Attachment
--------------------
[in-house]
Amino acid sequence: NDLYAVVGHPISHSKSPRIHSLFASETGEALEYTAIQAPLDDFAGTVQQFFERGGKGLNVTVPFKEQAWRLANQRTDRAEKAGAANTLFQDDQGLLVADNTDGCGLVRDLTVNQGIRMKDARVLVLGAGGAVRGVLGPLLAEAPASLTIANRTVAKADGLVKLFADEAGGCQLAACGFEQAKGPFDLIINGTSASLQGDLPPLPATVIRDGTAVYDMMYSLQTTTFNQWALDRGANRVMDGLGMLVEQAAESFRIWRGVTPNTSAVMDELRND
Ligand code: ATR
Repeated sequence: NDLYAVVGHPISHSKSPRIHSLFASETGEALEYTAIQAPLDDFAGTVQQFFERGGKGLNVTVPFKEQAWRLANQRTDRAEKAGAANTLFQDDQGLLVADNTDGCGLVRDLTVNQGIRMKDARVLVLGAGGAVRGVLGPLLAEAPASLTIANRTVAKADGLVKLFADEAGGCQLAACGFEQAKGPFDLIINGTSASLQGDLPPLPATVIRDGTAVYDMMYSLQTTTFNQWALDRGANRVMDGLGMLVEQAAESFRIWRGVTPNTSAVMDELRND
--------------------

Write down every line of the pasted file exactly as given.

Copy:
[in-house]
Amino acid sequence: NDLYAVVGHPISHSKSPRIHSLFASETGEALEYTAIQAPLDDFAGTVQQFFERGGKGLNVTVPFKEQAWRLANQRTDRAEKAGAANTLFQDDQGLLVADNTDGCGLVRDLTVNQGIRMKDARVLVLGAGGAVRGVLGPLLAEAPASLTIANRTVAKADGLVKLFADEAGGCQLAACGFEQAKGPFDLIINGTSASLQGDLPPLPATVIRDGTAVYDMMYSLQTTTFNQWALDRGANRVMDGLGMLVEQAAESFRIWRGVTPNTSAVMDELRND
Ligand code: ATR
Repeated sequence: NDLYAVVGHPISHSKSPRIHSLFASETGEALEYTAIQAPLDDFAGTVQQFFERGGKGLNVTVPFKEQAWRLANQRTDRAEKAGAANTLFQDDQGLLVADNTDGCGLVRDLTVNQGIRMKDARVLVLGAGGAVRGVLGPLLAEAPASLTIANRTVAKADGLVKLFADEAGGCQLAACGFEQAKGPFDLIINGTSASLQGDLPPLPATVIRDGTAVYDMMYSLQTTTFNQWALDRGANRVMDGLGMLVEQAAESFRIWRGVTPNTSAVMDELRND